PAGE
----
You should boycott Wonder Woman, if you want to.

Apparent strides forward in on-screen representation have suffered a number of contextual setbacks in recent years. Sherlock writer Stephen Moffat, for instance, was initially praised for making Moriarty an LGBT character on his show, only for us to discover that the character’s sexuality is simply a tool to get across how “psycho” and “unpredictable” he is. Hardly a role model for young LGBT people. Marvel’s Black Widow, too, was hailed as a strong, independent quasi-superhero on our screens, only for her entire backstory to be condensed down into a “I got sterilised and now I’m worthless” trope during Age of Ultron.

The release of Wonder Woman finally offers a lead role to a female protagonist, but it too may prove to be no exception.

The eponymous superhero of this movie is played by Gal Gadot, an Israeli-born former Miss Israel who previously starred in the Fast & Furious movies. Like all Israelis, Gadot served two years in the Israeli Defense Forces in line with the country’s mandatory conscription laws, an experience she says taught her “discipline and respect”. During this time she was a combat trainer, and after leaving, she studied law before finally going into the film industry.

The IDF in which Gadot served has a longstanding record of war crimes accusations against it. During Operation Protective Edge in 2014, the IDF launched an attack on the Gaza Strip so brutal that it killed over 1,600 Palestinian civilians (500 of whom were children), resulting in almost universal condemnation from the rest of the world.

The worst of the atrocities came in July, when the IDF killed several Palestinian children in two separate incidents. The first, on the 9th, occurred when the IDF fired a missile on nine Palestinian youths as they watched the World Cup. The other occurred a week later, when an IDF naval vessel opened fire on four Gazan children while they played football on the beach. All were killed.

Just over a week after these atrocities, Gal Gadot announced on Instagram that she supported “all the boys and girls who are risking their lives protecting my country against the horrific acts conducted by Hamas”, along with the hashtag #LoveIDF.

This has subsequently sparked a backlash. Just before Wonder Woman was supposed to screen in Beirut, the Lebanese authorities banned all screenings of the film as part of an ongoing cultural boycott of Israeli products, both literal and artistic, and in opposition to Gadot’s service in the IDF.

To be clear, governments have no business in policing what films their citizens can and cannot see. The same Lebanese authorities responsible for this ban have also conducted similar acts of censorship on films that deal with religious topics, and films that explore sexuality. They are certainly no friends of mine.

The question here, then, is not whether the actions of the Lebanese authorities are justified, for they clearly aren’t. The question is whether it is right to boycott a film based on the actions and/or statements of its actors. While this seems like an obviously justified thing to do, some are convinced that this boycott is anti-Semitic in origin:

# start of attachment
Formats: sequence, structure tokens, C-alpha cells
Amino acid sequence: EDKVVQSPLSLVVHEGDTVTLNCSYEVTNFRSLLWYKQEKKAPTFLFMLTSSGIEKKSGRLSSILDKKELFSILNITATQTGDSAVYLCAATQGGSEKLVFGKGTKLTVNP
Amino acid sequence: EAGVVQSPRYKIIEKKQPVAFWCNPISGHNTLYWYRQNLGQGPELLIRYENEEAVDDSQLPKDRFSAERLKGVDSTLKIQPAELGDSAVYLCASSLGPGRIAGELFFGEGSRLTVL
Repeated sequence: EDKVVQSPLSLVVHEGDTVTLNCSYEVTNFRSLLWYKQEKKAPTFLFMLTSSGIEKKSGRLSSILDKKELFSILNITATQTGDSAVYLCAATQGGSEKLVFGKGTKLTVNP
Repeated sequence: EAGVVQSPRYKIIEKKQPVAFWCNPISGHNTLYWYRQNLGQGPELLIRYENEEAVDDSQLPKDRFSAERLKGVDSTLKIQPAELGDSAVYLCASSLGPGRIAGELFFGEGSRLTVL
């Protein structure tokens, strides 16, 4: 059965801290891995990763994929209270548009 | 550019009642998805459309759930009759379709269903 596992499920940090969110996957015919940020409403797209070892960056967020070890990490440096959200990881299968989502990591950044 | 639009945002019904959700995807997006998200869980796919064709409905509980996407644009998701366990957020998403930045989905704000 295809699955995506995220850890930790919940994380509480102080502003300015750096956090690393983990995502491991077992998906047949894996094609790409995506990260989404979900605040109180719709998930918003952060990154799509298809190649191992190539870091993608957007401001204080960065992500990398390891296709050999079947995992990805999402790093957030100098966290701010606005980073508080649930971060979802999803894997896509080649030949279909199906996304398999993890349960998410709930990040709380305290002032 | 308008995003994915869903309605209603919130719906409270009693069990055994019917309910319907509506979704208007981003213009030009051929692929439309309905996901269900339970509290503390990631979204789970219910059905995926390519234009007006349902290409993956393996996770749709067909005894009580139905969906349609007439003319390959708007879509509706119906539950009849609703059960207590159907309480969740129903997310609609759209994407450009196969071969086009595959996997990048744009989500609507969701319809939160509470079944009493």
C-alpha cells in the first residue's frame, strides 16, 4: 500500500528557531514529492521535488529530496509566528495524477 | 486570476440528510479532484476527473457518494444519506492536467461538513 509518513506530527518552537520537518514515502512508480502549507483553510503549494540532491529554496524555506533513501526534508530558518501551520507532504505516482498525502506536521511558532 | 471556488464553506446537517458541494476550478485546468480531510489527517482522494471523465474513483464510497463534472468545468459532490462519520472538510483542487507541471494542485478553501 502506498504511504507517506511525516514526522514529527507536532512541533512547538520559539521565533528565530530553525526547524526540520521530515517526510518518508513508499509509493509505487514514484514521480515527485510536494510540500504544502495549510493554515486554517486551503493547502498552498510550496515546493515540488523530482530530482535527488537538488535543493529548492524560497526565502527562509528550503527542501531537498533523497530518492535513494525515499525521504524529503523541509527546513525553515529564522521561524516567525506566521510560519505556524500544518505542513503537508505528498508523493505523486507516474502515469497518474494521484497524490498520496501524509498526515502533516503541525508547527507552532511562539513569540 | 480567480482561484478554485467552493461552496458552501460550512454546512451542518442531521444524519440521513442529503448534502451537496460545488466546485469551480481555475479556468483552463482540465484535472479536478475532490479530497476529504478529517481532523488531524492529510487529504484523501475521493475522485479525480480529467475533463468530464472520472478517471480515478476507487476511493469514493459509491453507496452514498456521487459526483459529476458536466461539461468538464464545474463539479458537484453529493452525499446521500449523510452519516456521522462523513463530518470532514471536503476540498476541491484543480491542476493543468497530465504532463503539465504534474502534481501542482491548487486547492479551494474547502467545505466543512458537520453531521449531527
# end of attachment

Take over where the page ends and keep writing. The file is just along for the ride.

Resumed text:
“Gal Gadot was a fitness trainer in the IDF, which, if you recall drafts every Israeli teen. It was not her choice, and she was in just about the least harmful position one could possibly be in, given the mandatory induction of all youth in Israel. If you boycott Wonder Woman just because Gadot was in the IDF/is Israeli, then you are being anti-Semitic” – a commentator on Tumblr

Obviously, boycotting a film purely because of somebody’s nationality or ethno-religious background is wrong. If anybody out there seeks to boycott Wonder Woman because Gal Gadot is Jewish, they are behaving reprehensibly. If that is the motivation of the Lebanese authorities, then shame on them as well. Jewish people are not de facto responsible for the actions of the Israeli government, let alone its military forces.

Admittedly, the line is blurred somewhat when it comes to conscripted service. It’s not as though Gadot walked into an IDF building one day and said “sign me up!” There are harsh penalties for conscientious objectors in Israel, and the government only acts leniently on those who insist that their religious studies preclude serving. It is not for me in a safe and faraway position to say whether one should always refuse conscription, though I suspect that were I an Israeli confronted with the choice, and witnessing the crimes of the IDF, I would refuse to serve. Spending time in prison is surely a fair price to pay for not assisting an army that fires missiles at children.


Of bigger concern is Gadot’s conduct since leaving the IDF, which has been reprehensible and callous. Were we faced with a film where the lead actor pledged support for the Chinese, Russian, Australian, or Filipino army, I would be arguing in favour of a boycott there too. People have the right to boycott things if they feel that a person involved in its making has done or said something heinous. Gadot has associated herself with an army that has a track record that should offend our every sensibility, and as such, boycott away.

That is, or at least should be, the basis of this boycott. Not her nationality, not her Jewishness, perhaps not even her refusal to be a conscientious objector. No, none of this really matters. What matters is her unapologetic and enthusiastic support for a terrorist army.

For the record, I’d be more than happy with an Israeli actress playing Wonder Woman. I’d just prefer one that doesn’t celebrate war crimes on Instagram.


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